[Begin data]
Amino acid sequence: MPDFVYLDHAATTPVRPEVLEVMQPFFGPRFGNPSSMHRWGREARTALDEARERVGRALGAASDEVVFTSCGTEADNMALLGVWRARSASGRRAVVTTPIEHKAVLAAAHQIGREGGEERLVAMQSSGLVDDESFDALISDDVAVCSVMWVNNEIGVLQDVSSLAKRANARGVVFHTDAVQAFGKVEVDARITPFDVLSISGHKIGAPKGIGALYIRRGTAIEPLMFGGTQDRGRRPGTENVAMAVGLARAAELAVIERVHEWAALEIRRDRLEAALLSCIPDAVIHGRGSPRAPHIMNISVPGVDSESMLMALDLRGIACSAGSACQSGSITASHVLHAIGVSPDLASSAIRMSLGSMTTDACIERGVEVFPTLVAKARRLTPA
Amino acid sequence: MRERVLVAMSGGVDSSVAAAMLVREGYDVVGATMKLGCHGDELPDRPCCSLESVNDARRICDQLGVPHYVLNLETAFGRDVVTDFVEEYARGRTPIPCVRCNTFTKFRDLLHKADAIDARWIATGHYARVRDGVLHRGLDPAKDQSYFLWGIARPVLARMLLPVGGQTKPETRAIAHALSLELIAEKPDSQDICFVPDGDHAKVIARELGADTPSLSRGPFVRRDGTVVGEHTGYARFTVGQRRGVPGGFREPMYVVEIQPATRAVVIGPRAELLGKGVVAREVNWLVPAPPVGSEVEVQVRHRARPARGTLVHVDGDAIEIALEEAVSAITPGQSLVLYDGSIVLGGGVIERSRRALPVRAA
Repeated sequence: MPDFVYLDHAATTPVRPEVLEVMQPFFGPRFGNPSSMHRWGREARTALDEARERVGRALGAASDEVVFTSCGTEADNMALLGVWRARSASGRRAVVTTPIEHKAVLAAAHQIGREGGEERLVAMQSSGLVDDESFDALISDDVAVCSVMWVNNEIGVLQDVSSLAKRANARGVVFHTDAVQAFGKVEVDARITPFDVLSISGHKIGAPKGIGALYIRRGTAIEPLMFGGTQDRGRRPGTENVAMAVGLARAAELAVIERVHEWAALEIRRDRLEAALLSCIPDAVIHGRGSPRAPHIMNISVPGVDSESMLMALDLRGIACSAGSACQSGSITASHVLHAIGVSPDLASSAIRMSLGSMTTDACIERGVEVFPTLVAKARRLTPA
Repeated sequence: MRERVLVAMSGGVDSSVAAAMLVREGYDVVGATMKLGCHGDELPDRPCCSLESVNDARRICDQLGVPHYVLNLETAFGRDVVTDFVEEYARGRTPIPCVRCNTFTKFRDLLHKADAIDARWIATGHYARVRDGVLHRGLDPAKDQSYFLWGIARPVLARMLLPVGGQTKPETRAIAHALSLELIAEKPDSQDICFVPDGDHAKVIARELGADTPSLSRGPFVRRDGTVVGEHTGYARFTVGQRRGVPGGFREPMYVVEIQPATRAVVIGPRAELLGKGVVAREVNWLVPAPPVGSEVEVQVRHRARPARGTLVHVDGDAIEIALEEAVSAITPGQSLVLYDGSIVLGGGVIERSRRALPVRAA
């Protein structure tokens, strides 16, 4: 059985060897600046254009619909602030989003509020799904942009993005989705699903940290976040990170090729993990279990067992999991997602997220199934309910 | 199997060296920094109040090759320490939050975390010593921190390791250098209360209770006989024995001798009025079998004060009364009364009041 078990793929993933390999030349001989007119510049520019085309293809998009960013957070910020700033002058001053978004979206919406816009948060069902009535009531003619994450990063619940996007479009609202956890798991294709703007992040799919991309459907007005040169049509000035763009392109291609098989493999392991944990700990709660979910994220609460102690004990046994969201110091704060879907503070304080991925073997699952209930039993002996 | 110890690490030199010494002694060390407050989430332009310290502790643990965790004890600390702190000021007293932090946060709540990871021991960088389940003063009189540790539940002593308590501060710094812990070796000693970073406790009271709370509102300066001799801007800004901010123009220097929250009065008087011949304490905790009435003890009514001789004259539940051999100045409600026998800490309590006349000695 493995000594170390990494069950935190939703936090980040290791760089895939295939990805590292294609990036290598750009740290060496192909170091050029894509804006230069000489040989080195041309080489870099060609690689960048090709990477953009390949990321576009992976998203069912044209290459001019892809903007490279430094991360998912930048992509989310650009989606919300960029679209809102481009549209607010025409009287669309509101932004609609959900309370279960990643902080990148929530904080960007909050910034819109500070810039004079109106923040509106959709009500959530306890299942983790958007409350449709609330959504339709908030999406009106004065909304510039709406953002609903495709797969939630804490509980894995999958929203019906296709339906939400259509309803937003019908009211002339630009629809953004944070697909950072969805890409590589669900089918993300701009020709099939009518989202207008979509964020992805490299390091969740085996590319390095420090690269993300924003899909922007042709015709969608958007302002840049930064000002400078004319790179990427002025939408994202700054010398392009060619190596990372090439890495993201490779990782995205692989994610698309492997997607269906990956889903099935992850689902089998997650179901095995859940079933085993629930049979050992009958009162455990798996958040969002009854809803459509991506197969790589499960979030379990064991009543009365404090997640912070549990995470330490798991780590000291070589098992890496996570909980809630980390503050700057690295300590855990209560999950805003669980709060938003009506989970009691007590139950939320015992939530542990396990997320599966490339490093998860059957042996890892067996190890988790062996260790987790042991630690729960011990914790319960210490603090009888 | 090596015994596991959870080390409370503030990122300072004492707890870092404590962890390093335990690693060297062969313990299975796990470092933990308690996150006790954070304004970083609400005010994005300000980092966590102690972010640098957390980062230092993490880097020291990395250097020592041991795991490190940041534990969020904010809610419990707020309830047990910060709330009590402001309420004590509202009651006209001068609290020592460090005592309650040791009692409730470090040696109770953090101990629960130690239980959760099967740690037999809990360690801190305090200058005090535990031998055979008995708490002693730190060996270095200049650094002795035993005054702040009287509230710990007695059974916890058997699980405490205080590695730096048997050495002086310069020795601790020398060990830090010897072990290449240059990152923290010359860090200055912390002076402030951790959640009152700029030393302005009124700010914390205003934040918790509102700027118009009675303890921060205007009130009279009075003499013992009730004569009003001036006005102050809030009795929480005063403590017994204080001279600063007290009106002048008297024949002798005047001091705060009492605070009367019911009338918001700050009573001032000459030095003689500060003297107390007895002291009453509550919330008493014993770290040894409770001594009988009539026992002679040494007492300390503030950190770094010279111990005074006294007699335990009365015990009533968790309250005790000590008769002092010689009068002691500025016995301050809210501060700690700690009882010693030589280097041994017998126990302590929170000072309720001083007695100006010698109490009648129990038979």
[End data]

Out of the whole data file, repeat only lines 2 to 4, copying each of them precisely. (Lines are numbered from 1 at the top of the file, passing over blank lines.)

Amino acid sequence: MRERVLVAMSGGVDSSVAAAMLVREGYDVVGATMKLGCHGDELPDRPCCSLESVNDARRICDQLGVPHYVLNLETAFGRDVVTDFVEEYARGRTPIPCVRCNTFTKFRDLLHKADAIDARWIATGHYARVRDGVLHRGLDPAKDQSYFLWGIARPVLARMLLPVGGQTKPETRAIAHALSLELIAEKPDSQDICFVPDGDHAKVIARELGADTPSLSRGPFVRRDGTVVGEHTGYARFTVGQRRGVPGGFREPMYVVEIQPATRAVVIGPRAELLGKGVVAREVNWLVPAPPVGSEVEVQVRHRARPARGTLVHVDGDAIEIALEEAVSAITPGQSLVLYDGSIVLGGGVIERSRRALPVRAA
Repeated sequence: MPDFVYLDHAATTPVRPEVLEVMQPFFGPRFGNPSSMHRWGREARTALDEARERVGRALGAASDEVVFTSCGTEADNMALLGVWRARSASGRRAVVTTPIEHKAVLAAAHQIGREGGEERLVAMQSSGLVDDESFDALISDDVAVCSVMWVNNEIGVLQDVSSLAKRANARGVVFHTDAVQAFGKVEVDARITPFDVLSISGHKIGAPKGIGALYIRRGTAIEPLMFGGTQDRGRRPGTENVAMAVGLARAAELAVIERVHEWAALEIRRDRLEAALLSCIPDAVIHGRGSPRAPHIMNISVPGVDSESMLMALDLRGIACSAGSACQSGSITASHVLHAIGVSPDLASSAIRMSLGSMTTDACIERGVEVFPTLVAKARRLTPA
Repeated sequence: MRERVLVAMSGGVDSSVAAAMLVREGYDVVGATMKLGCHGDELPDRPCCSLESVNDARRICDQLGVPHYVLNLETAFGRDVVTDFVEEYARGRTPIPCVRCNTFTKFRDLLHKADAIDARWIATGHYARVRDGVLHRGLDPAKDQSYFLWGIARPVLARMLLPVGGQTKPETRAIAHALSLELIAEKPDSQDICFVPDGDHAKVIARELGADTPSLSRGPFVRRDGTVVGEHTGYARFTVGQRRGVPGGFREPMYVVEIQPATRAVVIGPRAELLGKGVVAREVNWLVPAPPVGSEVEVQVRHRARPARGTLVHVDGDAIEIALEEAVSAITPGQSLVLYDGSIVLGGGVIERSRRALPVRAA